Walking Hadrians Wall

Walkers visit Hadrian’s Wall Country from all over the globe. Each year, they return for the unique combination of centuries-old history and a landscape that is by turns idyllic and dramatic; rolling, green and sheltered or defiantly exposed to the open skies.



Those visiting the areas surrounding the Cumbrian stretch of Hadrian’s Wall are wise to make time to follow the extraordinarily beautiful coastal routes, as well as the moorland pathways that ultimately lead the way to the main thrust of the frontier. Most of the longest, middle section of Hadrian’s Wall is part of Northumberland National Park. Here, you’ll find many very interesting and rewarding walks. For example, the Greenlee Lough walk. This 7.5 mile trek joins both a section of the Pennine Way and the Hadrian’s Wall Trail, as well as leading you through the Geenlee Lough National Nature Reserve, where wildfowl and waders are to be spotted in the bog and grasslands.

There are also plenty of shorter, easy routes, like the Thirlwell Castle Walk, which starts in Greenhead, covers under 2 miles and features only light inclines, making it a good choice for young families. The circular Steel Rigg and Sycamore Gap walk is another family friendly route in Northumberland National Park. At 4 miles, it offers some of the Wall’s most spectacular views and the terrain is pleasingly varied.                                                                                                                                                                                       

The eastern section of Hadrian’s Wall proffers up a heady mix of country, coast and city to the enthusiastic walker. Those visiting Sedgedunum in Wallsend may choose to follow the River Tyne upstream to Newburn. This 12 mile walk meanders through Newcastle’s elegant quayside, then passes riverside signs of the city’s proud industrial past, before softening out into more rural settings. If you’re based further up the Tyne Valley, in Hexham or Corbridge, there are a vast number of walks to choose from; whether your objective is to fully experience each Roman site as you explore or to really escape into much-needed tranquility, the walks here really deliver.

Amanda Smith

 

For more information go to http://www.hadrianswallcountry.co.uk

 

                                                                                           

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Beautiful, yet little known llyn Clywedog

 

The scenery surrounding this large reservoir near Llanidloes is truly wonderful. This walk takes you along the western side of the reservoir along the Glyndwr’s Way long distance footpath. You start at the car park at south western end of the water with views of the Afon Clywedog. You then head past the spectacular dam which is the tallest concrete dam in the UK, with a height of 72 metres and a length of 230 metres. The walk continues to the north western edge of the reservoir with a mixture of lakeside sections and woodland trails. It’s a splendid area for bird watching too. Look out for red kites, buzzards and ravens on your walk.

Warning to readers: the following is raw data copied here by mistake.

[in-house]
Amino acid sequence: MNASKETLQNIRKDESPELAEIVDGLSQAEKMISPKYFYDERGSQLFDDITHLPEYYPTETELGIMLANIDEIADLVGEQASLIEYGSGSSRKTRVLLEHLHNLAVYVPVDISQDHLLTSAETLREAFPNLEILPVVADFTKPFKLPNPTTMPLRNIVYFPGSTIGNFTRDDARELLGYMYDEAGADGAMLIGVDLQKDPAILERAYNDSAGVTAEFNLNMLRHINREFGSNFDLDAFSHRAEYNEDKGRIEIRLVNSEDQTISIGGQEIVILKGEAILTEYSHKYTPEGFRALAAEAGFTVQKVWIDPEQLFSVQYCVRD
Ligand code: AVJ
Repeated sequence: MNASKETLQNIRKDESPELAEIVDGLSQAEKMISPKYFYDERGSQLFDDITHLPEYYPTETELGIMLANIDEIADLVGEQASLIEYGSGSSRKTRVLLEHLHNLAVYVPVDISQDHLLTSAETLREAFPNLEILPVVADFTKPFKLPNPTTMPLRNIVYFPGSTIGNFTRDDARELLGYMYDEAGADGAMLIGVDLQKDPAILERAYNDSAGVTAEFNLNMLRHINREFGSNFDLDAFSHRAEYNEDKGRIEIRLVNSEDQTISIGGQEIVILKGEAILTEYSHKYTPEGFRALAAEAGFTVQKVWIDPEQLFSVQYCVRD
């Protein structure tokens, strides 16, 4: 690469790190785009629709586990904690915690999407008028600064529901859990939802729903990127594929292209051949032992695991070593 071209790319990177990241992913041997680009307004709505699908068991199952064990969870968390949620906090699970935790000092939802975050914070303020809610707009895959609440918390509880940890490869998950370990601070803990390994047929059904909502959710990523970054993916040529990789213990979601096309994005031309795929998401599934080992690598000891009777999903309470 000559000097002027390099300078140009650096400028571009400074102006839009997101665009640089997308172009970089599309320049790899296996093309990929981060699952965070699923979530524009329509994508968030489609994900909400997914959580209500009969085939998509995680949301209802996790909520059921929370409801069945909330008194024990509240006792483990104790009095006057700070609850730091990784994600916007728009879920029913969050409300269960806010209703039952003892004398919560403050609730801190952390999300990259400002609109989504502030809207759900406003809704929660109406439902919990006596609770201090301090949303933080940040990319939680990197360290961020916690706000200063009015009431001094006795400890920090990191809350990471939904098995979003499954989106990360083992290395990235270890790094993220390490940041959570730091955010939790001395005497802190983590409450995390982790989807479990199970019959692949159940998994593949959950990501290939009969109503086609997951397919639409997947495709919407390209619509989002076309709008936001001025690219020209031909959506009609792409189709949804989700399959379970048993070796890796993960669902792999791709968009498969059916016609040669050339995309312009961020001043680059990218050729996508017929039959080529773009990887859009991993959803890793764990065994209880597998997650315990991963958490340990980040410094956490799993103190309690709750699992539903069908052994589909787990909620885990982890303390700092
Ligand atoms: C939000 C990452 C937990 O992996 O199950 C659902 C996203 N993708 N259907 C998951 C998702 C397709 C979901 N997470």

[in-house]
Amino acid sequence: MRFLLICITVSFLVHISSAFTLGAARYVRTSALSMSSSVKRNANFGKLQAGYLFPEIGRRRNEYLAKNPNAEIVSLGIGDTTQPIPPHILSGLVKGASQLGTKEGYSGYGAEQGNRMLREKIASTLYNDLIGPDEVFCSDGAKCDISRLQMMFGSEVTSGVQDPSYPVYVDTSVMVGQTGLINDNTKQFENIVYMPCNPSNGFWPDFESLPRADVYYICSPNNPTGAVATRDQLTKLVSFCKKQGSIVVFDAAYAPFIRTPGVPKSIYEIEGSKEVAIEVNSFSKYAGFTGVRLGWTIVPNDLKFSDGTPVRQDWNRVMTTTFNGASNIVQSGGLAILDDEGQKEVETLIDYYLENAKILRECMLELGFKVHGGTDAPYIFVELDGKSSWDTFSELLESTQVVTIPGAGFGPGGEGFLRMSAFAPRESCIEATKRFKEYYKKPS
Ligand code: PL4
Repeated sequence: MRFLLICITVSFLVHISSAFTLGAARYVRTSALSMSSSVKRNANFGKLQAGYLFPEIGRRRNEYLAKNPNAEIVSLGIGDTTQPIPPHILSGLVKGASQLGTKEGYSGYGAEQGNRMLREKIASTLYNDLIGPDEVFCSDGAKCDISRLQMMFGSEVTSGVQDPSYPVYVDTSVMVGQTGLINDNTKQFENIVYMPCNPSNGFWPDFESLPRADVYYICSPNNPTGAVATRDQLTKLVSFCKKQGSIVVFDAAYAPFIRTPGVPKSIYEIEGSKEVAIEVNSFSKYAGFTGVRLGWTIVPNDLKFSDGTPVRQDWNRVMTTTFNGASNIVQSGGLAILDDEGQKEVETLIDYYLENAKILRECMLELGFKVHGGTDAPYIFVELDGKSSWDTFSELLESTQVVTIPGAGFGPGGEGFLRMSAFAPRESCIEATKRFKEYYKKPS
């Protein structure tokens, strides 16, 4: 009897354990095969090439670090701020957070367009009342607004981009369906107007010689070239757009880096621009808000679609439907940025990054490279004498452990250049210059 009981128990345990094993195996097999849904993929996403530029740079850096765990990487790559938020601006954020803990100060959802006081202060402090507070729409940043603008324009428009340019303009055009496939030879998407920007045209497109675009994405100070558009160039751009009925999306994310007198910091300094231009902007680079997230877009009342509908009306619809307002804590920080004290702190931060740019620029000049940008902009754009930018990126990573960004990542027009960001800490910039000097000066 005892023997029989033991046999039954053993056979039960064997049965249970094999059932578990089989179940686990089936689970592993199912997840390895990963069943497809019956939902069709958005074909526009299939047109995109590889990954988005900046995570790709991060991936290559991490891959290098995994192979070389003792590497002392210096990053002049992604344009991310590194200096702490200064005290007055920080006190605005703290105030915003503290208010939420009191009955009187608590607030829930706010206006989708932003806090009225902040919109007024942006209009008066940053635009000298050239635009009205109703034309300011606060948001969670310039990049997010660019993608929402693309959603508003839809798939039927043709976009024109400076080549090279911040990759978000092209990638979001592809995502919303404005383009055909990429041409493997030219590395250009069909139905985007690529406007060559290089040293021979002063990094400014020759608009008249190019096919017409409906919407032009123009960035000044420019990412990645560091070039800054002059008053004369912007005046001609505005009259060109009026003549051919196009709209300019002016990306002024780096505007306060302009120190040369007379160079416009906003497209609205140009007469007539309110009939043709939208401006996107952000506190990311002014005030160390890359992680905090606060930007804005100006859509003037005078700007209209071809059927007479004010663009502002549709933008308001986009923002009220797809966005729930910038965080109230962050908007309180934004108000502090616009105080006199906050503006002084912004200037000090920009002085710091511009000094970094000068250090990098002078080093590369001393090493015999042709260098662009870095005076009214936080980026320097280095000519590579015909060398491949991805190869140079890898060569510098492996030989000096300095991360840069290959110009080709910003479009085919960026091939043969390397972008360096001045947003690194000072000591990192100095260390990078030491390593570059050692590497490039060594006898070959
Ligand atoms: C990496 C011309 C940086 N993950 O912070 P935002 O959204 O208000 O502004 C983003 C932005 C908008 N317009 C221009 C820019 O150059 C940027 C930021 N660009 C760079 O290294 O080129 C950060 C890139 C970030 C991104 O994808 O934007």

The whole of this route is designed for walkers but cyclists can enjoy the second half of the route where there is a splendid trail along the lakeside. For the first half you can follow country lanes to the west of the lake.

 

 

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Easter at Blenheim

The Pleasure Gardens will transform into an Easter wonderland with lots of interactive experiences, family-friendly activities, Easter trails and shows to enjoy.

Find a traditional fairground, Dressing Up Tent, Princess Meet & Greet plus Punch and Judy and Fairy Stilt walkers.

Embark on an Easter Bunny Walkabout, or frolic with the fairy stilt walkers; plus have a go at Archery and get jumping on the bouncy castle or try bungee trampolining!

Families can also see an Easter Puppet Show, watch Balloon Twisters, take part in Circus Skills Workshops and have their faces painted over the four-day celebration.

For further details go to http://www.blenheimpalace.com





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Walking advice from New Forest Park Lead Ranger

 

Walking Tips

Clothing
It’s important to dress for the season and the weather. In the autumn and winter wear suitable footwear, warm clothing and waterproofs, as the weather is often unpredictable and parts of some walks can be muddy. Even in the summer, the weather can be changeable.

Food and drink
Local pubs and cafes are never too far away in many parts of the New Forest. However it is always advisable to carry a drink, snacks and any medication you may need and remember to take your litter home with you or put it in a bin.

Animals
The National Park is famous for its roaming ponies, cattle, donkeys and pigs. They’re owned by people called Commoners. They are not used to people so it’s best to look, but don’t touch or feed the animals.

Ticks and Lyme Disease
Ticks are found in the wooded and grassy areas of the New Forest. They feed on the blood of passing animals including humans – find out how you can reduce the risk of infection.

Risk
All walkers walk at their own risk and neither the New Forest National Park Authority, partners or guides can take responsibility for personal injury. To the best of our knowledge, the routes are entirely on public rights of way or within areas that are open for public access. But we cannot be held responsible for any inaccuracies in the information. If you do find a mistake in them, or think they could be improved, please let us know by emailing communications@newforestnpa.gov.uk

Gillie Molland

 

                                                                                

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